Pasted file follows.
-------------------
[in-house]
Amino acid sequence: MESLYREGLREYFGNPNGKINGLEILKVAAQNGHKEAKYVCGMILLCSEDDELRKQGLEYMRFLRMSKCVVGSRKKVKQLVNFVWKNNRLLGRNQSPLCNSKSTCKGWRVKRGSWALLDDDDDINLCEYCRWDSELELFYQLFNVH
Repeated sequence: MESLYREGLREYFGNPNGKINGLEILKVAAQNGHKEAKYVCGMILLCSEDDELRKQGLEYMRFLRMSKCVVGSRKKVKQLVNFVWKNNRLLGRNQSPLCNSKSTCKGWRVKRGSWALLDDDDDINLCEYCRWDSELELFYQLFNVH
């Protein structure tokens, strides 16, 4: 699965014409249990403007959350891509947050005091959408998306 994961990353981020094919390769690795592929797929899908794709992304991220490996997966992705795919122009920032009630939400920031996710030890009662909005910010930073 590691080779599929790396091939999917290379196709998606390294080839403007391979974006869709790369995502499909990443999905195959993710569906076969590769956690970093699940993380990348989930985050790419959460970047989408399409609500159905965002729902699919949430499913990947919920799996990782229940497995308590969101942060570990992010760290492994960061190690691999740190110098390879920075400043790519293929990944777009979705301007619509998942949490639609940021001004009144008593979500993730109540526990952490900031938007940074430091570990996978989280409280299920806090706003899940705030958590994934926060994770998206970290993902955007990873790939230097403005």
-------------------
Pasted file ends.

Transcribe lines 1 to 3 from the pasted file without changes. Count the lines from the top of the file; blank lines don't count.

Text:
[in-house]
Amino acid sequence: MESLYREGLREYFGNPNGKINGLEILKVAAQNGHKEAKYVCGMILLCSEDDELRKQGLEYMRFLRMSKCVVGSRKKVKQLVNFVWKNNRLLGRNQSPLCNSKSTCKGWRVKRGSWALLDDDDDINLCEYCRWDSELELFYQLFNVH
Repeated sequence: MESLYREGLREYFGNPNGKINGLEILKVAAQNGHKEAKYVCGMILLCSEDDELRKQGLEYMRFLRMSKCVVGSRKKVKQLVNFVWKNNRLLGRNQSPLCNSKSTCKGWRVKRGSWALLDDDDDINLCEYCRWDSELELFYQLFNVH